UNITED NATIONS — Concern over debt vulnerability and risks for small island developing states in the Caribbean, likely set to face another strong hurricane season this year, guided an emerging consensus for action at the United Nations Forum on Financing for Development last week, according to the head of a leading nonprofit financial reform organization.
So far, there is no specific debt relief action plan for the Caribbean region, but it’s something to watch for at upcoming global summits, including the opening of the U.N. General Assembly in the fall, said Eric LeCompte, the executive director of the Washington, D.C.-based Jubilee USA Network.
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Debt relief discussions factored into various events at the four-day forum, during which U.N. Deputy Secretary-General Amina Mohammed called for long-term investment and domestic resource mobilization to help close the annual funding gap of $2.5 trillion for financing the Sustainable Development Goals.
An ambassador from Antigua and Barbuda also reiterated a call for a Caribbean debt relief process.
“We see a consensus emerging about the need for a debt relief process for Caribbean islands to protect them from hurricanes and other natural disasters,” LeCompte said. “What people are really talking about now, is how do we have a permanent process in place that looks to structure and relieve debt after a crisis occurs?”
The International Monetary Fund issued findings last month showing that while economic growth is increasing in low-income developing countries, debt burdens and vulnerabilities have risen since 2013 in many of these countries. The number of low-income countries at risk of, or in debt distress, increased from 13 in 2013 to 24 in January 2018.
The risks are pronounced amongst some Caribbean nations, which were hit with record-setting, back-to-back hurricanes and storms in 2017. Stagnant growth and rising debt-to-gross domestic product ratios in the Caribbean are not new, but at the end of 2016, only two out of 14 independent Caribbean Community countries had debt-to-GDP ratios under 60 percent. The generally accepted ratio for developing economies is 40 percent, according to the Brookings Institution.
Globally, storms caused nearly $370 billion worth of damage last year. Countries like Antigua and Barbuda — where storm damages were estimated at $250 million — continue to repair destroyed infrastructure and agricultural systems, even as they look toward the upcoming hurricane season researchers say will be more active than average. The season begins June 1.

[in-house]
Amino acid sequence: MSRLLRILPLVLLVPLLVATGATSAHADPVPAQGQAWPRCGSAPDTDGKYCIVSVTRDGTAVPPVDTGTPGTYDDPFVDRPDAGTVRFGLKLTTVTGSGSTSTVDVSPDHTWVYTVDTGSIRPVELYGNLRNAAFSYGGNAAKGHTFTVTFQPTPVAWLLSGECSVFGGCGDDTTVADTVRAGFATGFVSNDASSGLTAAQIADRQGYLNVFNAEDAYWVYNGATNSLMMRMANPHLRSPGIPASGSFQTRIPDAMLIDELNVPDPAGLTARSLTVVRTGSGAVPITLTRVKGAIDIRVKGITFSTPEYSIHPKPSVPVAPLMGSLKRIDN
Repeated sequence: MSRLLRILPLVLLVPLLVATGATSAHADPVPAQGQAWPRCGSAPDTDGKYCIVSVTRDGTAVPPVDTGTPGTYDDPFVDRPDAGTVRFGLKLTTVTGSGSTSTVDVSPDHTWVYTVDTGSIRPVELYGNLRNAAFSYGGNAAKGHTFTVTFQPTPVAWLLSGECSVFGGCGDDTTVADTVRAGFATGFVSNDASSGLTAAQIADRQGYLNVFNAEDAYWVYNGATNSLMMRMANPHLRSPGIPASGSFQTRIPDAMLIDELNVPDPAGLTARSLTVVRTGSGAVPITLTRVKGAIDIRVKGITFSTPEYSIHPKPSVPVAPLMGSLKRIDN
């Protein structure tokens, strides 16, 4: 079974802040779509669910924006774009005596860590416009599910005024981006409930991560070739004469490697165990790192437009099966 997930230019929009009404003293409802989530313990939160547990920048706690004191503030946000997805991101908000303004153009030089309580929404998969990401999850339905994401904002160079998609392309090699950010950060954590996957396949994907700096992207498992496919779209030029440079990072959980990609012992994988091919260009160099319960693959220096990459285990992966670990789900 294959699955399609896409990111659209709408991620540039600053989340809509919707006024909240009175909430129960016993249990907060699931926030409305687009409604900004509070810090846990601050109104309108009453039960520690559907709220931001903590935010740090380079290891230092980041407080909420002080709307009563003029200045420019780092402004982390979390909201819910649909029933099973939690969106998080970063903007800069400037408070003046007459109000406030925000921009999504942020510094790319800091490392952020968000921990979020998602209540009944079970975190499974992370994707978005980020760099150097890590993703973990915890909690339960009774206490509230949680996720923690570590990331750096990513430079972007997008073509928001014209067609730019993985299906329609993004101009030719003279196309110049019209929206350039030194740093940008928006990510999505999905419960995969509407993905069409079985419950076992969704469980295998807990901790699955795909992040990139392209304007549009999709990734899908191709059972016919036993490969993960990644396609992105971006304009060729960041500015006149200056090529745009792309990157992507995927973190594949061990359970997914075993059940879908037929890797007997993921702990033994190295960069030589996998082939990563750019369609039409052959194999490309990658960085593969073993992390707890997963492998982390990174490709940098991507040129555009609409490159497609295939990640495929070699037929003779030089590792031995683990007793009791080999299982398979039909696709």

“The new hurricane season is almost upon us and expected predictions so far show that it will be as — or more intense — than last year. [Caribbean] Countries have barely been able to recover — some of them [are] still in the process of getting electricity and housing rebuilt,” said Uma Ramakrishnan, an assistant director and division chief of the Caribbean at IMF.
“The big picture, really, is we recognize the risks will be more intense and more frequent. So from our standpoint, the risk is here to stay. It is not a one-off thing.”
The hurricane season is leading to some movement in discussion about possible resilience solutions.
“There is momentum with the hurricane season, trying to get anything in place,” LeCompte explained. “I’ve been doing this for a long time and I have never seen a moment where global decision makers are taking the situation as seriously as they are now. The seriousness is incredibly significant. If Jamaica gets hit by a Category Five, what does that do to the entire region?”
Some conversations during the U.N. forum in New York revolved around ensuring that a permanent process is in place to address and relieve debt after a crisis occurs, with a focus on resilience.
That structure could look like the Ebola trust fund IMF created in 2015 to address the financial burden on Sierra Leone, Guinea, and Liberia.
Such a framework would have to emerge from the IMF country membership however, and as of now there is no proposal on the table, said Ramakrishan.
The storms and hurricanes last year, though, have prompted a “meeting of the minds” between public, private sector, and nongovernmental organizations, she continued, recognizing the need to boost Caribbean resiliency.
“There is a lot of the funding out there, but a lot of it gets committed after a disaster, postdisaster recovery,” she explained. “One thing we want to see is more allocation or redistribution to support the resilience side. If this is a long-term problem and climate change will be affecting these countries, they need to adapt to this new reality, [that is] where you want to see the financing go.”
The upcoming G-8 summit in June and the G-20 summit in the fall could be two spaces to watch for further discussion on the issue, according to LeCompte.